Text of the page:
With a verve and vigor not typically found in a presidential candidate, Donald Trump is blazing the path to the White House. While the headlines blare and gutless wonders throw fits, his popularity has soared, leaving most of his rivals in the statistical dust. Indeed, it has been the Summer of Trump.
Listening to him for the first time as he spoke to an energized crowd in Alabama this August, I was transfixed, eagerly anticipating what he would say next. This is not what I expected. I had gone into that day strongly favoring another candidate with a couple of potentials in reserve. He was none of these. In fact, what little I knew of him I did not like.
But as I watched, something began to change. It’s not so much that I went from disliking to liking him or deciding he was The One; rather, I began to recognize and appreciate what he was doing. So in earnest, I tuned into the Donald Trump Campaign Show to further assess this most unusual of political animals.
Compared with the typical political speechmaking, posturing, and stale one-liners, Trump’s rhetoric is electric. Of course, he has his talking points, but he doesn’t come across as rehearsed as if he’s been practicing his lines in front of a mirror, parroting what others tell him to say. He ad libs, often meandering but always coming back to his point. He clearly has rapport with the crowds, feeding off them without losing his stride.
He is actually having a good time! How often do we see that in politics—a person who is entertaining and confident? He is totally at ease in front of what would daunt most people: multiple live cameras and venues filled with thousands of people. As Trump would say, “unba-lievable!”
Donald Trump’s Sweets ‘N Lows
Trump makes me laugh, but he also makes me cringe. More on that in a moment.
In the midst of all the boasting and comic flair, Trump has rightly challenged the GOP establishment, linked immigration with our national survival, and upended political correctness on multiple fronts. Certainly he’s not the first, but somehow it’s all come together in a momentous way that begs for our attention. Each of these accomplishments, however preliminary, deserves recognition and support. He has given us a true gift: an opportunity to remove destructive, parasitic elements within the Republican Party and nation.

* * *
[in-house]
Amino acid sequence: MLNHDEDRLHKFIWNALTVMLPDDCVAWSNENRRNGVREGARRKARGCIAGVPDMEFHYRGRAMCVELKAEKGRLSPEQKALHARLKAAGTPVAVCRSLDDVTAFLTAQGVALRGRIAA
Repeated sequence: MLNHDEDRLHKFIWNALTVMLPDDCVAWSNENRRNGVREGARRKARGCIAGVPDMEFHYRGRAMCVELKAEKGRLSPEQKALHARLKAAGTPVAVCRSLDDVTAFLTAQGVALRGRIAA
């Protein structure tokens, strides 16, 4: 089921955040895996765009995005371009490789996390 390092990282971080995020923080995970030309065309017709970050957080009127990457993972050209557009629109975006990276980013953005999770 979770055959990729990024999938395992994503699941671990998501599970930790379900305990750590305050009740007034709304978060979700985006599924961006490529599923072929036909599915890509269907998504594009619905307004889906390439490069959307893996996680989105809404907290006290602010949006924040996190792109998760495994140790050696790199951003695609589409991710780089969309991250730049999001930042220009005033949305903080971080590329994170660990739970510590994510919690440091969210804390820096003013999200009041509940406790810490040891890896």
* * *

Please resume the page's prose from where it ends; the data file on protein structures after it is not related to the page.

The problem, however, is that Trump’s got this “creepy candy coating” vibe that just won’t go away. The ick factor rises whenever he stalks women on social media or takes juvenile swipes at his critics, and lays it on thickly how rich we’re all going to be because of him and his “killer” negotiators.
He acts like a mob boss, demanding loyalty while heaping love upon those who praise him and contempt upon those who criticize. The only things missing are the knowing winks and nods while he chomps away loudly on a wad of gum rolling around his mouth. And what about his performance in last week’s debate? Although Drudge’s poll shows a clear Trump victory, his overall performance was his worst yet. His gibes fell flat, his explanations were insufficient, and his persona was ridiculous.
Trump’s candidacy evokes mixed emotions. My eyes are transfixed, while my mind reels and heart aches: this is not what our Founders had in mind. But maybe this is who we need, at just this moment, to move this nation toward wholeness. Eventually, hopefully, as we recover individually and collectively, we will come to deserve and expect more of our candidates and elected officials. But for now, maybe what we need is a bull in a china shop.